I know. It's old news date-wise, but it never gets old to me and/or any other San Francisco Giants fans. For one week last November 2010, we Bay Area fans were besides ourselves that our hometown team had won the World Series, beating the Texas Rangers 3 to 1 in game five. The victory happened on Texas turf on November 1, and the parade followed two days later on November 3 when San Francisco all but shut down for the day to one of the greatest celebrations this city will ever see.
Unless you got to your viewing spot at say 6 a.m., you likely found yourself about 10-people back from the parade line. I'm crowdaphobic but on this day, I sucked it up and joined the ranks of the overjoyed to watch the show. I didn't get a good spot, but I put on my zoom lens and did the best I could given that I got to the parade late and was way in the back.
This is my co-worker Gabe. He's quite smart and dexterous. What you can't see here is that he's balancing on the top of a fire hydrant in order to get a good view. He stood there unwavering for some 1.5 hours.
That's me. Some gal next to me felt I needed my picture taken to mark this momentous occasion. I obliged.
This guy's face says it all. And his smile seemed to be replicated on just about everyone else attending the parade. Nothing like a World Series win to bring the city together and put a collective grin on everyone's face.
The parade got underway and with it the confetti started to rain down.
They had to pull the parade together in a jiffy, so I tip my hat to the parade organizers. They did a lot of smart things, including having a lot of the Giants' support staff lead the parade, including parking attendants, concession sellers, and administrative staff. Everyone who had a hand in the ballpark and/or the team was included. I like that. Inclusion and recognition is important, even for folks not on the field.
There was float after float, and a sea of orange and black.
And lots of signage about the torture being over, a reference to 1954 being the last year that the Giants won a World Series.
Even through all the screaming, you could still hear these tuba players. They look sharp, don't they?
Here are our NBC local anchors Brett Cannon and his wife Laura Garcia-Cannon.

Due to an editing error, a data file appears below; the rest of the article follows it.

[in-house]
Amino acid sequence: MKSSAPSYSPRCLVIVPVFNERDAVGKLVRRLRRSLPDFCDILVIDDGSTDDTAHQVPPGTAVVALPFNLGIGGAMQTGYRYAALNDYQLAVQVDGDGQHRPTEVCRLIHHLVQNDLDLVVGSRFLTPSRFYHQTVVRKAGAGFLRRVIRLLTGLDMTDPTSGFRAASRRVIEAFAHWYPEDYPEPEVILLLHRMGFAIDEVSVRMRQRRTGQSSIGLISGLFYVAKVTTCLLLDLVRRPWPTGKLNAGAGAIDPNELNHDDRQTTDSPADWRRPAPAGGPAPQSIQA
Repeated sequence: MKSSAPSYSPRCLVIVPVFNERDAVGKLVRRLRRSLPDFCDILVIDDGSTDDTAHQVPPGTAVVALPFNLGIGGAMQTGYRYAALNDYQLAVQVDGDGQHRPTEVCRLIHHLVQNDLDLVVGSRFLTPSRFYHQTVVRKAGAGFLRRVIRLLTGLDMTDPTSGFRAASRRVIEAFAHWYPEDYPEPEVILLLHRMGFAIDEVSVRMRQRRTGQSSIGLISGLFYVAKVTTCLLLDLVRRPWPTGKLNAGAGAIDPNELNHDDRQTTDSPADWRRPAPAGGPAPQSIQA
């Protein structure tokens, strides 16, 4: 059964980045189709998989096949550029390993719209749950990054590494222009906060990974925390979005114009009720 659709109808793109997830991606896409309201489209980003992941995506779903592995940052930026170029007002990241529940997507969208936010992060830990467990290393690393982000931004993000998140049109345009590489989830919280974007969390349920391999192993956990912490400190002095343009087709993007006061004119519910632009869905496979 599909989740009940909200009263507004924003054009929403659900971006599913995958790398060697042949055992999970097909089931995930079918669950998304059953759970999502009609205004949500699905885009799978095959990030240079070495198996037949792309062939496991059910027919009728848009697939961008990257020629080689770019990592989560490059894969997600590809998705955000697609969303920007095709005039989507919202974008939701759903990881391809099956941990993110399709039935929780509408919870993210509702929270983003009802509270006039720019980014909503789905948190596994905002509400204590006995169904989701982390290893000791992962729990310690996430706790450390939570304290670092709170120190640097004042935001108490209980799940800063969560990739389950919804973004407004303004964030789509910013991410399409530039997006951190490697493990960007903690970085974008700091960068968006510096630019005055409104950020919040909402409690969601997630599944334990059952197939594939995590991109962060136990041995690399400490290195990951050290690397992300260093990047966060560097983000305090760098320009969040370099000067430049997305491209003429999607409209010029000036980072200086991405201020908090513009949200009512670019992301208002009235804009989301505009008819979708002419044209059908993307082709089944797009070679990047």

I want that t-shirt. It was a favorite expression of my Dad's.
And the parade wouldn't be complete without the team mascot, Lou Seal.
Then our politicians started coming through. That's former Mayor Gavin Newsom, now California Lieutenant Governor.
Remember, I'm in the back with a zoom and every time I go to take a shot, 100 hands got in my way.
That's Senator Diane Feinstein, Di Fi, for short. That's her husband Richard Blum. She lives here in San Francisco when she's not in DC.
Then Larry Baer drove by. He's the President of the Giants. That's quite a title.
Then some former Giants players went by. They were beaming.
That's Willie McCovey in the passenger seat. He played for the Giants from 1959 to 1973. AT&T Park is adjacent to water and there's a wonderful cove behind the outfield. Occasionally a ball player will belt a homer so hard, it will clear the stands and land in the water. It's called McCovey Cove after Willie.
That's Bruce Bochey, the Manager of the Giants. He's riding with his wife but holding the oh-so-very important trophy.
That's Cody from the back, giving props to the opposite side of the parade watchers
That's Aaron. The players seemed just as interested in shooting pictures and/or videos as the crowd did.
That's picture Jeremy Affeldt.
That's Juan Uribe. U-Ribe. U-Ribe. I got that chant stuck in my head for a good three days. He's now with the Dodgers. Boo.
That's Pitcher Matt Cain.
There's Andre Torres. That guy is super fast.
When Pitcher Brian Wilson came by, there was so much cheering and jockeying for a better position to see him that I didn't get a picture of him. The best I could do was get this sign.
And finally, pitcher Tim Lincecum came back in the last of the cars, signifying that the parade had officially passed by. It went on for hours up at City Hall where throngs of people stood, cheered, and teared up at seriously one of the greatest celebrations I know I'll ever attend. It was quite a feeling.
So thank you, San Francisco Giants, for an incredible 2010 season.